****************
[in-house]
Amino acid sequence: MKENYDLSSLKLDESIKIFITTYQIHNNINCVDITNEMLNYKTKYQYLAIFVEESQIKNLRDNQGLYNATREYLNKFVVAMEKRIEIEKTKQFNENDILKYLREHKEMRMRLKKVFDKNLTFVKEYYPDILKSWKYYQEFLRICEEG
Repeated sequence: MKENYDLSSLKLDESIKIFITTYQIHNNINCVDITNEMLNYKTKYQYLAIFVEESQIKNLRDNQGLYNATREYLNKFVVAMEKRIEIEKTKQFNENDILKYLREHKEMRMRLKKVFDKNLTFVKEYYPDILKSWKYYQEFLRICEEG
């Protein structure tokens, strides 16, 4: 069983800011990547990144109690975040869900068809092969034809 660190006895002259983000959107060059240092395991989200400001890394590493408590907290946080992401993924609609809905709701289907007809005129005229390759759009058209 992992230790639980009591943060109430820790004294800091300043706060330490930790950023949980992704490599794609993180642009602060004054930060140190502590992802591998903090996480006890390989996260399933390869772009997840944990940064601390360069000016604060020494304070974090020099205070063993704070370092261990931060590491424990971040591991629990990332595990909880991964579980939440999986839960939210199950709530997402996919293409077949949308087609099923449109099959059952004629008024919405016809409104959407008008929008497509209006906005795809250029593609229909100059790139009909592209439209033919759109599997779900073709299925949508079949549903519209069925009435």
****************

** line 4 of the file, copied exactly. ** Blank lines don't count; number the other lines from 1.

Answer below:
């Protein structure tokens, strides 16, 4: 069983800011990547990144109690975040869900068809092969034809 660190006895002259983000959107060059240092395991989200400001890394590493408590907290946080992401993924609609809905709701289907007809005129005229390759759009058209 992992230790639980009591943060109430820790004294800091300043706060330490930790950023949980992704490599794609993180642009602060004054930060140190502590992802591998903090996480006890390989996260399933390869772009997840944990940064601390360069000016604060020494304070974090020099205070063993704070370092261990931060590491424990971040591991629990990332595990909880991964579980939440999986839960939210199950709530997402996919293409077949949308087609099923449109099959059952004629008024919405016809409104959407008008929008497509209006906005795809250029593609229909100059790139009909592209439209033919759109599997779900073709299925949508079949549903519209069925009435």